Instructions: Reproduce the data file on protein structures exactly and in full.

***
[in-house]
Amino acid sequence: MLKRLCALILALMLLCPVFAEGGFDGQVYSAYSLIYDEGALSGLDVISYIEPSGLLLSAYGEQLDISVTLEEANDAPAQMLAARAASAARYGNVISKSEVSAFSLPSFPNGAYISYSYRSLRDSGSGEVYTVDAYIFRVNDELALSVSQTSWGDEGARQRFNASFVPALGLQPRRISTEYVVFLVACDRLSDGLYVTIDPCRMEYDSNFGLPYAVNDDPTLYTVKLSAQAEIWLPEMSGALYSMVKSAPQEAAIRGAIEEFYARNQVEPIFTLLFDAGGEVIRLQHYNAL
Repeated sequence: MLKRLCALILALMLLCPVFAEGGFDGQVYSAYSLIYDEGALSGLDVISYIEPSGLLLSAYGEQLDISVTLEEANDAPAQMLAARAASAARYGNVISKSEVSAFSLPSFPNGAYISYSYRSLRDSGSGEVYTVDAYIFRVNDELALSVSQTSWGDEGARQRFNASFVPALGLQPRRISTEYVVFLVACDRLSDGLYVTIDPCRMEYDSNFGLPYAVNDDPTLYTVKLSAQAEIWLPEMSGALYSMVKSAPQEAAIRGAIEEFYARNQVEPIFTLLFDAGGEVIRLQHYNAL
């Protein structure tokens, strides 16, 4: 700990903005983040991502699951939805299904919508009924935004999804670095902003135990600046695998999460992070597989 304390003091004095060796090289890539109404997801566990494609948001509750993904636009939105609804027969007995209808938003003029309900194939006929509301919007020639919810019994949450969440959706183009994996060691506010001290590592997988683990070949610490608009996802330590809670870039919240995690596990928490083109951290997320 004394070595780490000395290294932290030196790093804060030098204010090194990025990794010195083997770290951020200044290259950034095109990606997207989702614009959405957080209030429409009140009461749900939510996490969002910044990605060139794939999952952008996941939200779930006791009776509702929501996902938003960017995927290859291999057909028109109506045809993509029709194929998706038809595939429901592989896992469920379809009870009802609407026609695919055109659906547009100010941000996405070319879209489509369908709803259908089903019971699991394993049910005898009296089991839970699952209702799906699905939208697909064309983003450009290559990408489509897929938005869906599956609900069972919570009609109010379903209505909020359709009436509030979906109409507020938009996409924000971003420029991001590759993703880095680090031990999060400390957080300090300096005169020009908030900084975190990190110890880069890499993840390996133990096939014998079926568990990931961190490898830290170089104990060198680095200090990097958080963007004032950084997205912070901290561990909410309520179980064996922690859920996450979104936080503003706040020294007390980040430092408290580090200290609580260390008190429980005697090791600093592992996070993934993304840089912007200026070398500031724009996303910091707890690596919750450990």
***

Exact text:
[in-house]
Amino acid sequence: MLKRLCALILALMLLCPVFAEGGFDGQVYSAYSLIYDEGALSGLDVISYIEPSGLLLSAYGEQLDISVTLEEANDAPAQMLAARAASAARYGNVISKSEVSAFSLPSFPNGAYISYSYRSLRDSGSGEVYTVDAYIFRVNDELALSVSQTSWGDEGARQRFNASFVPALGLQPRRISTEYVVFLVACDRLSDGLYVTIDPCRMEYDSNFGLPYAVNDDPTLYTVKLSAQAEIWLPEMSGALYSMVKSAPQEAAIRGAIEEFYARNQVEPIFTLLFDAGGEVIRLQHYNAL
Repeated sequence: MLKRLCALILALMLLCPVFAEGGFDGQVYSAYSLIYDEGALSGLDVISYIEPSGLLLSAYGEQLDISVTLEEANDAPAQMLAARAASAARYGNVISKSEVSAFSLPSFPNGAYISYSYRSLRDSGSGEVYTVDAYIFRVNDELALSVSQTSWGDEGARQRFNASFVPALGLQPRRISTEYVVFLVACDRLSDGLYVTIDPCRMEYDSNFGLPYAVNDDPTLYTVKLSAQAEIWLPEMSGALYSMVKSAPQEAAIRGAIEEFYARNQVEPIFTLLFDAGGEVIRLQHYNAL
């Protein structure tokens, strides 16, 4: 700990903005983040991502699951939805299904919508009924935004999804670095902003135990600046695998999460992070597989 304390003091004095060796090289890539109404997801566990494609948001509750993904636009939105609804027969007995209808938003003029309900194939006929509301919007020639919810019994949450969440959706183009994996060691506010001290590592997988683990070949610490608009996802330590809670870039919240995690596990928490083109951290997320 004394070595780490000395290294932290030196790093804060030098204010090194990025990794010195083997770290951020200044290259950034095109990606997207989702614009959405957080209030429409009140009461749900939510996490969002910044990605060139794939999952952008996941939200779930006791009776509702929501996902938003960017995927290859291999057909028109109506045809993509029709194929998706038809595939429901592989896992469920379809009870009802609407026609695919055109659906547009100010941000996405070319879209489509369908709803259908089903019971699991394993049910005898009296089991839970699952209702799906699905939208697909064309983003450009290559990408489509897929938005869906599956609900069972919570009609109010379903209505909020359709009436509030979906109409507020938009996409924000971003420029991001590759993703880095680090031990999060400390957080300090300096005169020009908030900084975190990190110890880069890499993840390996133990096939014998079926568990990931961190490898830290170089104990060198680095200090990097958080963007004032950084997205912070901290561990909410309520179980064996922690859920996450979104936080503003706040020294007390980040430092408290580090200290609580260390008190429980005697090791600093592992996070993934993304840089912007200026070398500031724009996303910091707890690596919750450990």